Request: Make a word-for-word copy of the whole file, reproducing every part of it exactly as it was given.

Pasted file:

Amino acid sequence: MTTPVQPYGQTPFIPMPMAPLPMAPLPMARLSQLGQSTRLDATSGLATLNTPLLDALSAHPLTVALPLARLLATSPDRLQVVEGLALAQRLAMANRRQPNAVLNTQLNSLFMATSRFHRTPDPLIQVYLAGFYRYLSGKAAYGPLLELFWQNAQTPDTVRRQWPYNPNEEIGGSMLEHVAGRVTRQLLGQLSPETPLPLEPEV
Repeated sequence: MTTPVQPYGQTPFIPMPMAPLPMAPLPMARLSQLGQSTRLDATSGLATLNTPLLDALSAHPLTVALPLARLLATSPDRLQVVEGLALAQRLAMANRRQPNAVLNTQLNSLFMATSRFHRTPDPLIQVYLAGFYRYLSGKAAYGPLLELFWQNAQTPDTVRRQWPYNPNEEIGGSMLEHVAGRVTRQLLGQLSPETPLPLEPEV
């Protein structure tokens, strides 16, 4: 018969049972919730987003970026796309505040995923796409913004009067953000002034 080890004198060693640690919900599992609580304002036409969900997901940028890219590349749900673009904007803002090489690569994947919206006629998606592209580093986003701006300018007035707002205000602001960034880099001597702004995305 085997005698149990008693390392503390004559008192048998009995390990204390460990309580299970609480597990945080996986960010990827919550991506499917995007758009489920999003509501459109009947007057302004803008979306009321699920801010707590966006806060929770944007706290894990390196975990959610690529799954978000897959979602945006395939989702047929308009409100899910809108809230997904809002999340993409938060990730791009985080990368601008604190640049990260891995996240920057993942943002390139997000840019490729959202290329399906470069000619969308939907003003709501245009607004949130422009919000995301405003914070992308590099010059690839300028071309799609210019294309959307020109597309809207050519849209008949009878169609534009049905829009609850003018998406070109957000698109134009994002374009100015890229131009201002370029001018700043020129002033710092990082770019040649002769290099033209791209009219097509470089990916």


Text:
Amino acid sequence: MTTPVQPYGQTPFIPMPMAPLPMAPLPMARLSQLGQSTRLDATSGLATLNTPLLDALSAHPLTVALPLARLLATSPDRLQVVEGLALAQRLAMANRRQPNAVLNTQLNSLFMATSRFHRTPDPLIQVYLAGFYRYLSGKAAYGPLLELFWQNAQTPDTVRRQWPYNPNEEIGGSMLEHVAGRVTRQLLGQLSPETPLPLEPEV
Repeated sequence: MTTPVQPYGQTPFIPMPMAPLPMAPLPMARLSQLGQSTRLDATSGLATLNTPLLDALSAHPLTVALPLARLLATSPDRLQVVEGLALAQRLAMANRRQPNAVLNTQLNSLFMATSRFHRTPDPLIQVYLAGFYRYLSGKAAYGPLLELFWQNAQTPDTVRRQWPYNPNEEIGGSMLEHVAGRVTRQLLGQLSPETPLPLEPEV
């Protein structure tokens, strides 16, 4: 018969049972919730987003970026796309505040995923796409913004009067953000002034 080890004198060693640690919900599992609580304002036409969900997901940028890219590349749900673009904007803002090489690569994947919206006629998606592209580093986003701006300018007035707002205000602001960034880099001597702004995305 085997005698149990008693390392503390004559008192048998009995390990204390460990309580299970609480597990945080996986960010990827919550991506499917995007758009489920999003509501459109009947007057302004803008979306009321699920801010707590966006806060929770944007706290894990390196975990959610690529799954978000897959979602945006395939989702047929308009409100899910809108809230997904809002999340993409938060990730791009985080990368601008604190640049990260891995996240920057993942943002390139997000840019490729959202290329399906470069000619969308939907003003709501245009607004949130422009919000995301405003914070992308590099010059690839300028071309799609210019294309959307020109597309809207050519849209008949009878169609534009049905829009609850003018998406070109957000698109134009994002374009100015890229131009201002370029001018700043020129002033710092990082770019040649002769290099033209791209009219097509470089990916």